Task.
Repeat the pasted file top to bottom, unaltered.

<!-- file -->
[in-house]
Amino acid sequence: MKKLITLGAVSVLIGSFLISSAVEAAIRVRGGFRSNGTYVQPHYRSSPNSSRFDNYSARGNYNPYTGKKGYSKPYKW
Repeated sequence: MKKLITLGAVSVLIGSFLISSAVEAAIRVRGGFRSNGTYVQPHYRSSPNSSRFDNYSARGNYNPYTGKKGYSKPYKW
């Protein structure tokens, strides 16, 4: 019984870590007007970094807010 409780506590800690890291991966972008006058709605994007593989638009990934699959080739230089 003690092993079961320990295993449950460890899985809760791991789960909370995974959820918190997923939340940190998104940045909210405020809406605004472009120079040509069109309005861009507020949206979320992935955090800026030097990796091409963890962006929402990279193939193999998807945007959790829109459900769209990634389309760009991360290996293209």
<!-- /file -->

[in-house]
Amino acid sequence: MKKLITLGAVSVLIGSFLISSAVEAAIRVRGGFRSNGTYVQPHYRSSPNSSRFDNYSARGNYNPYTGKKGYSKPYKW
Repeated sequence: MKKLITLGAVSVLIGSFLISSAVEAAIRVRGGFRSNGTYVQPHYRSSPNSSRFDNYSARGNYNPYTGKKGYSKPYKW
């Protein structure tokens, strides 16, 4: 019984870590007007970094807010 409780506590800690890291991966972008006058709605994007593989638009990934699959080739230089 003690092993079961320990295993449950460890899985809760791991789960909370995974959820918190997923939340940190998104940045909210405020809406605004472009120079040509069109309005861009507020949206979320992935955090800026030097990796091409963890962006929402990279193939193999998807945007959790829109459900769209990634389309760009991360290996293209």